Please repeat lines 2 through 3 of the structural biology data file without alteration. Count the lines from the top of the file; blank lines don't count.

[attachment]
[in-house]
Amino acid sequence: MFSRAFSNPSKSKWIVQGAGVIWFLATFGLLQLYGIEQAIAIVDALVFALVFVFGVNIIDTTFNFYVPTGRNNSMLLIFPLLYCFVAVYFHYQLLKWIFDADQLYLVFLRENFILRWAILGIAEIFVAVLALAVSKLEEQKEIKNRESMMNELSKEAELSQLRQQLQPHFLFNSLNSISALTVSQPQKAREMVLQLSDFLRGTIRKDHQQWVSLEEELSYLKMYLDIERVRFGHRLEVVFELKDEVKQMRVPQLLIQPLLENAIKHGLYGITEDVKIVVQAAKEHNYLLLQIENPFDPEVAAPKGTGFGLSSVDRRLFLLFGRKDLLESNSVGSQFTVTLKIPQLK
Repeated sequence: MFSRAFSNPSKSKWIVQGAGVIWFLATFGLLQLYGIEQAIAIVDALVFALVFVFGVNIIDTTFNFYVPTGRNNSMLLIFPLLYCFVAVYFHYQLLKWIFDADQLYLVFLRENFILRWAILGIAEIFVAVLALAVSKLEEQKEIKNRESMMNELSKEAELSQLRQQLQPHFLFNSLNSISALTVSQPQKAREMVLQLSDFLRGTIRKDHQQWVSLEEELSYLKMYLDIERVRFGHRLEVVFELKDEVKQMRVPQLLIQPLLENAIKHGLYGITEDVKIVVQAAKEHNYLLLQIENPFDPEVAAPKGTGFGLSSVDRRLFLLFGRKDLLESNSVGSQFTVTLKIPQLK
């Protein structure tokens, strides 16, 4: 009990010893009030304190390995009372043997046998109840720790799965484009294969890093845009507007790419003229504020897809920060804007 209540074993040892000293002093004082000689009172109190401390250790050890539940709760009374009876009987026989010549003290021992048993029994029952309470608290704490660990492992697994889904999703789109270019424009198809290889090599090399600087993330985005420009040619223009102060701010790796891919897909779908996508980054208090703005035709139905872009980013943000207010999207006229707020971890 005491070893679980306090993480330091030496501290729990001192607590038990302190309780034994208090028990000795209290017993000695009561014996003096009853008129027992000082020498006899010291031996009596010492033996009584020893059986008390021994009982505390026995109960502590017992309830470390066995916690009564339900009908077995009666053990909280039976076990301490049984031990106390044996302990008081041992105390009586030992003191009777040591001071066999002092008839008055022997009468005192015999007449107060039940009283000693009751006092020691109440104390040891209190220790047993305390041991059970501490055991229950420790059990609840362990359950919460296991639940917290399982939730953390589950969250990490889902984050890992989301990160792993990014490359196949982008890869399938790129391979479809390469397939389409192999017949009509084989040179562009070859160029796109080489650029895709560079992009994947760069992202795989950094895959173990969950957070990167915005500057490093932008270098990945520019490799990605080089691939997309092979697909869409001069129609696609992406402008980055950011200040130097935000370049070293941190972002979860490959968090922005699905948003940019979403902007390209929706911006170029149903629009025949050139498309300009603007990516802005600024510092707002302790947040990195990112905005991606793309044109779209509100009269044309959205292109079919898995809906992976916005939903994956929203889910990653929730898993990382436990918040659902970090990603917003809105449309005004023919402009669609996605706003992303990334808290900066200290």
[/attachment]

Amino acid sequence: MFSRAFSNPSKSKWIVQGAGVIWFLATFGLLQLYGIEQAIAIVDALVFALVFVFGVNIIDTTFNFYVPTGRNNSMLLIFPLLYCFVAVYFHYQLLKWIFDADQLYLVFLRENFILRWAILGIAEIFVAVLALAVSKLEEQKEIKNRESMMNELSKEAELSQLRQQLQPHFLFNSLNSISALTVSQPQKAREMVLQLSDFLRGTIRKDHQQWVSLEEELSYLKMYLDIERVRFGHRLEVVFELKDEVKQMRVPQLLIQPLLENAIKHGLYGITEDVKIVVQAAKEHNYLLLQIENPFDPEVAAPKGTGFGLSSVDRRLFLLFGRKDLLESNSVGSQFTVTLKIPQLK
Repeated sequence: MFSRAFSNPSKSKWIVQGAGVIWFLATFGLLQLYGIEQAIAIVDALVFALVFVFGVNIIDTTFNFYVPTGRNNSMLLIFPLLYCFVAVYFHYQLLKWIFDADQLYLVFLRENFILRWAILGIAEIFVAVLALAVSKLEEQKEIKNRESMMNELSKEAELSQLRQQLQPHFLFNSLNSISALTVSQPQKAREMVLQLSDFLRGTIRKDHQQWVSLEEELSYLKMYLDIERVRFGHRLEVVFELKDEVKQMRVPQLLIQPLLENAIKHGLYGITEDVKIVVQAAKEHNYLLLQIENPFDPEVAAPKGTGFGLSSVDRRLFLLFGRKDLLESNSVGSQFTVTLKIPQLK